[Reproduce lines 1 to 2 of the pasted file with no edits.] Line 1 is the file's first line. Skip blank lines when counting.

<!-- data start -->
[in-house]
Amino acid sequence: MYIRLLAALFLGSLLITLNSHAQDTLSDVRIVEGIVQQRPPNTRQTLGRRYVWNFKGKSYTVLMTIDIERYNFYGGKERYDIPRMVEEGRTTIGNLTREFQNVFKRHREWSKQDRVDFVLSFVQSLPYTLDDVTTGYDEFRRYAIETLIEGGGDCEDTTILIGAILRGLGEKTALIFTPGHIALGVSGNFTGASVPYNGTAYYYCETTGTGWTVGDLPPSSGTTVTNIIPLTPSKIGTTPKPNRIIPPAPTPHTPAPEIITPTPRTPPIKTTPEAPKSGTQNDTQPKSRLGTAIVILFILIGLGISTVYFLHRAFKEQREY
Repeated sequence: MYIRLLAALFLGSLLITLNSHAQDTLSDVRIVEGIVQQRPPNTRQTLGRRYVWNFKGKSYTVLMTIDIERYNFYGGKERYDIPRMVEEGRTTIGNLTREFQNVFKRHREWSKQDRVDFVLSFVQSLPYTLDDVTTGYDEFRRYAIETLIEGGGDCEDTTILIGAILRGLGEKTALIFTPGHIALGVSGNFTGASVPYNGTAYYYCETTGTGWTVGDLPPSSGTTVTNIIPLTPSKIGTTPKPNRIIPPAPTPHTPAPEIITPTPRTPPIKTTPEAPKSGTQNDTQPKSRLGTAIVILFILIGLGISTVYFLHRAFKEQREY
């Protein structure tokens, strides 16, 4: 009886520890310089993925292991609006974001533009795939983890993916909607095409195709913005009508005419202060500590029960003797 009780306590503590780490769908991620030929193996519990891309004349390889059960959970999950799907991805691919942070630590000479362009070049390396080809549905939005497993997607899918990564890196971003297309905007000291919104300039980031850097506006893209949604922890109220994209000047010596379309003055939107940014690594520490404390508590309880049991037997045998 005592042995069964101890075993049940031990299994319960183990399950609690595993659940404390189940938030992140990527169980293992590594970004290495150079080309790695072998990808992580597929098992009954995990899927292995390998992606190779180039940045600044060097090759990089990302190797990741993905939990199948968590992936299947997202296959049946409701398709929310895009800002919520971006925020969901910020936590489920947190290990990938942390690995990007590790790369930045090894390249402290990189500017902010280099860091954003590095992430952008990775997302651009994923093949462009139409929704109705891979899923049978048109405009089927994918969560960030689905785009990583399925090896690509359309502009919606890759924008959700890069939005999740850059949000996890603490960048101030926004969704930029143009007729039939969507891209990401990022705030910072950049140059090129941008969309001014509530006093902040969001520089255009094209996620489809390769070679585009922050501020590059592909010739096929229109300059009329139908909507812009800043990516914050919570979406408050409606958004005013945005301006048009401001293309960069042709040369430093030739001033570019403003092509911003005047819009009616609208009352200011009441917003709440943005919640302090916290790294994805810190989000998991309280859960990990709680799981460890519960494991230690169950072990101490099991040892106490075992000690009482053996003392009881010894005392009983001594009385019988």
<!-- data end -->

[in-house]
Amino acid sequence: MYIRLLAALFLGSLLITLNSHAQDTLSDVRIVEGIVQQRPPNTRQTLGRRYVWNFKGKSYTVLMTIDIERYNFYGGKERYDIPRMVEEGRTTIGNLTREFQNVFKRHREWSKQDRVDFVLSFVQSLPYTLDDVTTGYDEFRRYAIETLIEGGGDCEDTTILIGAILRGLGEKTALIFTPGHIALGVSGNFTGASVPYNGTAYYYCETTGTGWTVGDLPPSSGTTVTNIIPLTPSKIGTTPKPNRIIPPAPTPHTPAPEIITPTPRTPPIKTTPEAPKSGTQNDTQPKSRLGTAIVILFILIGLGISTVYFLHRAFKEQREY